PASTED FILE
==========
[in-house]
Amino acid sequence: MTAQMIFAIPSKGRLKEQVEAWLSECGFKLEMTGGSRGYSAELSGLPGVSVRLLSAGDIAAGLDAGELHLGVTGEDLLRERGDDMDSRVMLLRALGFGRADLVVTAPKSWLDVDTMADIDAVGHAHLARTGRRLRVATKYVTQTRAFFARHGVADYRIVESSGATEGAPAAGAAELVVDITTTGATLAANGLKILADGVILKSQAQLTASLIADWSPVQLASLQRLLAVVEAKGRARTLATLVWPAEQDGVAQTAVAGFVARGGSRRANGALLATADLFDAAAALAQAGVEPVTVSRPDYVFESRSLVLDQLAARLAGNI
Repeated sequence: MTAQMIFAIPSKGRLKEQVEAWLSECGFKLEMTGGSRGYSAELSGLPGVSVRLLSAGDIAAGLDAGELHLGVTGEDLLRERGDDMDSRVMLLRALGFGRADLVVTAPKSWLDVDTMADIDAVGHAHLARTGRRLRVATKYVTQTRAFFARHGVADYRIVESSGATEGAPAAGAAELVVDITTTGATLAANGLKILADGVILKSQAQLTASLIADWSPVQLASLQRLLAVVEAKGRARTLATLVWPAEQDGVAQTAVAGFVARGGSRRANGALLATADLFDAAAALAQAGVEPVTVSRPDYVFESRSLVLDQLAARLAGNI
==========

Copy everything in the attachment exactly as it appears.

[in-house]
Amino acid sequence: MTAQMIFAIPSKGRLKEQVEAWLSECGFKLEMTGGSRGYSAELSGLPGVSVRLLSAGDIAAGLDAGELHLGVTGEDLLRERGDDMDSRVMLLRALGFGRADLVVTAPKSWLDVDTMADIDAVGHAHLARTGRRLRVATKYVTQTRAFFARHGVADYRIVESSGATEGAPAAGAAELVVDITTTGATLAANGLKILADGVILKSQAQLTASLIADWSPVQLASLQRLLAVVEAKGRARTLATLVWPAEQDGVAQTAVAGFVARGGSRRANGALLATADLFDAAAALAQAGVEPVTVSRPDYVFESRSLVLDQLAARLAGNI
Repeated sequence: MTAQMIFAIPSKGRLKEQVEAWLSECGFKLEMTGGSRGYSAELSGLPGVSVRLLSAGDIAAGLDAGELHLGVTGEDLLRERGDDMDSRVMLLRALGFGRADLVVTAPKSWLDVDTMADIDAVGHAHLARTGRRLRVATKYVTQTRAFFARHGVADYRIVESSGATEGAPAAGAAELVVDITTTGATLAANGLKILADGVILKSQAQLTASLIADWSPVQLASLQRLLAVVEAKGRARTLATLVWPAEQDGVAQTAVAGFVARGGSRRANGALLATADLFDAAAALAQAGVEPVTVSRPDYVFESRSLVLDQLAARLAGNI